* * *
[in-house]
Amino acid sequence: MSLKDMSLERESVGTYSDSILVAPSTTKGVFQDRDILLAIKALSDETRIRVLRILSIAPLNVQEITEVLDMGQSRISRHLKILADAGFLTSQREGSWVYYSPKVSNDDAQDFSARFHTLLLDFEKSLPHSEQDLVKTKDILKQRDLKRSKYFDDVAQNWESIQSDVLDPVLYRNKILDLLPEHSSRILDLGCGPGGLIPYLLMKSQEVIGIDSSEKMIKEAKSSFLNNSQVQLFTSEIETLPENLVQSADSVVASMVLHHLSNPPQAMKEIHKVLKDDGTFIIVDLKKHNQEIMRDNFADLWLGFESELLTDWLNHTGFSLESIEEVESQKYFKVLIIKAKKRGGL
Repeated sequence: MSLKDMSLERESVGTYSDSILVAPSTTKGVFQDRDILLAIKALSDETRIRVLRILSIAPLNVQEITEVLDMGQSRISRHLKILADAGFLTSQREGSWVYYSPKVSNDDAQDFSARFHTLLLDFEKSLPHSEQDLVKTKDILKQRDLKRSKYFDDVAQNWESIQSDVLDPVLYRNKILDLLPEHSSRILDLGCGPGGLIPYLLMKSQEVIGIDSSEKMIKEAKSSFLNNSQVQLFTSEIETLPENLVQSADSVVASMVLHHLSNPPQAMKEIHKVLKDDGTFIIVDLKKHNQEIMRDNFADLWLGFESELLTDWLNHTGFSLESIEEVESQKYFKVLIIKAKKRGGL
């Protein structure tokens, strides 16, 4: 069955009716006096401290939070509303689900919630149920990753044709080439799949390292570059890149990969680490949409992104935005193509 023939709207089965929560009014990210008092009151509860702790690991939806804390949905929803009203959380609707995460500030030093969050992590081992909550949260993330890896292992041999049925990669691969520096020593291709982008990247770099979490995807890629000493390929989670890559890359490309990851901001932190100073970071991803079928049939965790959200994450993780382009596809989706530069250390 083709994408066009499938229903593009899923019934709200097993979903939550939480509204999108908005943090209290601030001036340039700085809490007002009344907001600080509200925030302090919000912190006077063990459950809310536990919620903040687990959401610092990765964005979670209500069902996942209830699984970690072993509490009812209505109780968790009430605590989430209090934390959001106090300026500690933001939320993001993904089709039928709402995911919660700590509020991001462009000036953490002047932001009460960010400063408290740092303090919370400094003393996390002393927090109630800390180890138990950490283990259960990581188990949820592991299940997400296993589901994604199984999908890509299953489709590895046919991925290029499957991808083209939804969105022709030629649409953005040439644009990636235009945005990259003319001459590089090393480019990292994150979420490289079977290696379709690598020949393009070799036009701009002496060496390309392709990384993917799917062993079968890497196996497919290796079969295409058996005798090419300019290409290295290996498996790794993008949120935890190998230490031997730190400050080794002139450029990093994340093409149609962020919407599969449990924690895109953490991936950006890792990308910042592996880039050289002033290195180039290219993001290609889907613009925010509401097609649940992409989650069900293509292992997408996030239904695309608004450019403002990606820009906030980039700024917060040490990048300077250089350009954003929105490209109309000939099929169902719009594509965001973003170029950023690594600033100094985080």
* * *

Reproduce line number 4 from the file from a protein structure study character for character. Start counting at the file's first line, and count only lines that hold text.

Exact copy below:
């Protein structure tokens, strides 16, 4: 069955009716006096401290939070509303689900919630149920990753044709080439799949390292570059890149990969680490949409992104935005193509 023939709207089965929560009014990210008092009151509860702790690991939806804390949905929803009203959380609707995460500030030093969050992590081992909550949260993330890896292992041999049925990669691969520096020593291709982008990247770099979490995807890629000493390929989670890559890359490309990851901001932190100073970071991803079928049939965790959200994450993780382009596809989706530069250390 083709994408066009499938229903593009899923019934709200097993979903939550939480509204999108908005943090209290601030001036340039700085809490007002009344907001600080509200925030302090919000912190006077063990459950809310536990919620903040687990959401610092990765964005979670209500069902996942209830699984970690072993509490009812209505109780968790009430605590989430209090934390959001106090300026500690933001939320993001993904089709039928709402995911919660700590509020991001462009000036953490002047932001009460960010400063408290740092303090919370400094003393996390002393927090109630800390180890138990950490283990259960990581188990949820592991299940997400296993589901994604199984999908890509299953489709590895046919991925290029499957991808083209939804969105022709030629649409953005040439644009990636235009945005990259003319001459590089090393480019990292994150979420490289079977290696379709690598020949393009070799036009701009002496060496390309392709990384993917799917062993079968890497196996497919290796079969295409058996005798090419300019290409290295290996498996790794993008949120935890190998230490031997730190400050080794002139450029990093994340093409149609962020919407599969449990924690895109953490991936950006890792990308910042592996880039050289002033290195180039290219993001290609889907613009925010509401097609649940992409989650069900293509292992997408996030239904695309608004450019403002990606820009906030980039700024917060040490990048300077250089350009954003929105490209109309000939099929169902719009594509965001973003170029950023690594600033100094985080």